Why I’m Laughing At Myself

Positive emotion can’t exist if we’re too busy focusing on the negative. Neither can self-compassion,

I have this layer of chub around my waist. A pot-bellied cummerbund. A sash of paunch. A fat belt.

And no matter how in shape I get, it hangs around like the drunk guy at the bar with nothing better to do.

Most of the time, I ignore it. I work insanely hard in the gym — and more importantly, at the dinner table — and if the worst thing that happens is blurry bottom abs, then so be it. Accepting something, however, doesn’t mean liking it.

My belly irks me the same way my dogs do when they bark at the wind at 1 am. I want to cut it off like in the movie Seven. I want to see the fruits of my labor pay off like Tyler Durden in the movie Fight Club. I want to go on making quippy, esoteric Brad Pitt film references. And most of all, I want to laugh about it and can’t.

I struggle to laugh at any of my defects, in fact. Not the blemishes only I see in the mirror, not the little slips up I make every day, and certainly not the big blunders I make in front of others.

It’s a problem and one I’m doing my best to solve — a massive weakness doing its best to hold back my true potential.

For as long as I can remember, I take myself too seriously. I put heaps of pressure on myself for no good reason, severely punish myself when I fail, and turn blood red when someone laughs at me. And for what?

Pride? An inflated sense of self-worth? Fear?

Some of the most successful, well-adjusted, happiest friends I have, shockingly, are also the first to laugh at themselves.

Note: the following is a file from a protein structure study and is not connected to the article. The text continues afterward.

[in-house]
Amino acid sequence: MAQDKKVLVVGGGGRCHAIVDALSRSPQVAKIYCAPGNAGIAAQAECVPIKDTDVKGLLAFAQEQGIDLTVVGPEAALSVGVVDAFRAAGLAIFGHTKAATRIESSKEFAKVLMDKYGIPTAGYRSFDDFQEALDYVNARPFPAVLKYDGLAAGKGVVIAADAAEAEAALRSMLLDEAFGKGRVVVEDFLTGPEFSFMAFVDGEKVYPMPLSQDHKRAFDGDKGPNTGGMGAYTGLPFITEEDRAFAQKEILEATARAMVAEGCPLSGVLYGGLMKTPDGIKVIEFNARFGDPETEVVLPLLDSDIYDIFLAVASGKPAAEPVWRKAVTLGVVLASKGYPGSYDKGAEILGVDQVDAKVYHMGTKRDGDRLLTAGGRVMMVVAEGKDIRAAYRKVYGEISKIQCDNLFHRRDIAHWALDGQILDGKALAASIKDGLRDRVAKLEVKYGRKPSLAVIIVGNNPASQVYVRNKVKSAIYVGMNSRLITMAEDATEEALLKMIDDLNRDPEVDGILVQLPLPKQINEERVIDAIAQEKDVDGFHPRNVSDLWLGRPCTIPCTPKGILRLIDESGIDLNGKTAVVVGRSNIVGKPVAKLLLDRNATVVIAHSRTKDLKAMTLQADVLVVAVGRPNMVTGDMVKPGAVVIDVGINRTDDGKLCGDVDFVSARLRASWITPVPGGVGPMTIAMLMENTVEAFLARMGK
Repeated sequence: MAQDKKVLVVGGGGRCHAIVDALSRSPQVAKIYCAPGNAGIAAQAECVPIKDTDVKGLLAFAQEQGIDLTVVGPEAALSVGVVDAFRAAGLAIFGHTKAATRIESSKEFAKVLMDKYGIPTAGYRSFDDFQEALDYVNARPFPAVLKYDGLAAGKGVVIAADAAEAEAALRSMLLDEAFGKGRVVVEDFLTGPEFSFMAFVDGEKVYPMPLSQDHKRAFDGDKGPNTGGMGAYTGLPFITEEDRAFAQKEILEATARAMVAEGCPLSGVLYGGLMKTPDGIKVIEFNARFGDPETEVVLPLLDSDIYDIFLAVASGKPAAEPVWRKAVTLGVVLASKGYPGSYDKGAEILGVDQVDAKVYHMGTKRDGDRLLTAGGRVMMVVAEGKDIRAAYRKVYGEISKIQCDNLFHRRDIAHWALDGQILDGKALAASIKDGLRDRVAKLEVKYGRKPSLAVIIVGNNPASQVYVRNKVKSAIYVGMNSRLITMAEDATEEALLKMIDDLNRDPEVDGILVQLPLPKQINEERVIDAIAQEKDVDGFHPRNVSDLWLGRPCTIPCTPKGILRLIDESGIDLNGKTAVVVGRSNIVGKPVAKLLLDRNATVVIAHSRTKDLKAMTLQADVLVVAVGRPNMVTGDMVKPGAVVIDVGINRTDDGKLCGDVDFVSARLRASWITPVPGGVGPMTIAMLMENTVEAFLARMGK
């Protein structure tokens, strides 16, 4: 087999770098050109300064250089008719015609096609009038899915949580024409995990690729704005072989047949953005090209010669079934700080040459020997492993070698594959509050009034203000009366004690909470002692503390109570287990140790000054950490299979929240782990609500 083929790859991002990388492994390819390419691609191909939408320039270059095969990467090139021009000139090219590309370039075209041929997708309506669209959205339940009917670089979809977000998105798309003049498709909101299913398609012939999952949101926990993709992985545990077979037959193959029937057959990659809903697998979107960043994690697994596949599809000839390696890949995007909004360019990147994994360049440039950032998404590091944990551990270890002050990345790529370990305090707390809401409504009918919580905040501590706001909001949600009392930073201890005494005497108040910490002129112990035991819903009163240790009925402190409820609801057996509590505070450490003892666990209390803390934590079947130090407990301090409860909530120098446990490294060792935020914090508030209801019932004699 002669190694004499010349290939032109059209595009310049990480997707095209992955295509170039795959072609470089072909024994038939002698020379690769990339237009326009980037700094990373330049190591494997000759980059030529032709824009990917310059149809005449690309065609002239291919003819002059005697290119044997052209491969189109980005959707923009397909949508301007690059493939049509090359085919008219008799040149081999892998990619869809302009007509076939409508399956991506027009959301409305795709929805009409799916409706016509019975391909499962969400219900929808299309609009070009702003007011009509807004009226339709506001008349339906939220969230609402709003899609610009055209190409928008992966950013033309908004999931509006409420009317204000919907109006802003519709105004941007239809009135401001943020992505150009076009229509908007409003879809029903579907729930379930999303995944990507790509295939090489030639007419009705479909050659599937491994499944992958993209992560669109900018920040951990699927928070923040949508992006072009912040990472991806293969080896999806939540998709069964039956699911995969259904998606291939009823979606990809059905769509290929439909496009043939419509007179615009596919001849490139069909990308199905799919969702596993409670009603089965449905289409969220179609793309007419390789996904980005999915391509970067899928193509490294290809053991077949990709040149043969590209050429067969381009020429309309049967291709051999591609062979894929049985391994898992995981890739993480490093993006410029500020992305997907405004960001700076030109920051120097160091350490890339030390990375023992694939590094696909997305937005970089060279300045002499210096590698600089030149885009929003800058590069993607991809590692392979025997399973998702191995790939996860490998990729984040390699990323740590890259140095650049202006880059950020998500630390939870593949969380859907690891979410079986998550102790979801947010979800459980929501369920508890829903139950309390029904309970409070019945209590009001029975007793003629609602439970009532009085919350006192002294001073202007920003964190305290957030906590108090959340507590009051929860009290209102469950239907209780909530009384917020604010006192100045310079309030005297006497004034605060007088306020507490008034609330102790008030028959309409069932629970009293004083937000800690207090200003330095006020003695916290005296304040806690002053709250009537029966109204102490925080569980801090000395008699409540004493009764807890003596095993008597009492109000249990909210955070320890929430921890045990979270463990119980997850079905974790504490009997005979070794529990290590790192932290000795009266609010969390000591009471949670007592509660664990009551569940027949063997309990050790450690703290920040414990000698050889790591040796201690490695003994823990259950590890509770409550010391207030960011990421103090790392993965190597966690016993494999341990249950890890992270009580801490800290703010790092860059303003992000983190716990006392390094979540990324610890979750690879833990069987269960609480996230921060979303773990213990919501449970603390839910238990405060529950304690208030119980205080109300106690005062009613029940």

Science agrees. A 2011 study, Championed by Dr. Ursula Beermann, examined a group of people and their reactions to funhouse mirror images of themselves. Not so surprisingly, those most willing to laugh at themselves showed “fewer signs of fake smiles or negative emotion.” If I had to guess, it’s because laughing at yourself is like a get-out-of-jail-free card.

Life is one big series of mistakes, one spare tire after another, and if we can’t learn to laugh at the silliness of it, the utter foolishness we add to it, we’re never going to be happy.

How could we? Positive emotion can’t exist if we’re too busy focusing on the negative. Neither can self-compassion, and God knows how badly we need more of that.

Is it easy? Not for me, it’s not. And if you’re reading this, having enough compassion for yourself to chuckle now and then probably isn’t easy for you either. But that’s why it’s so worth it and why I’ve been working hard to get over myself. To let in a little grace and join in on the joke. Even if that joke is me.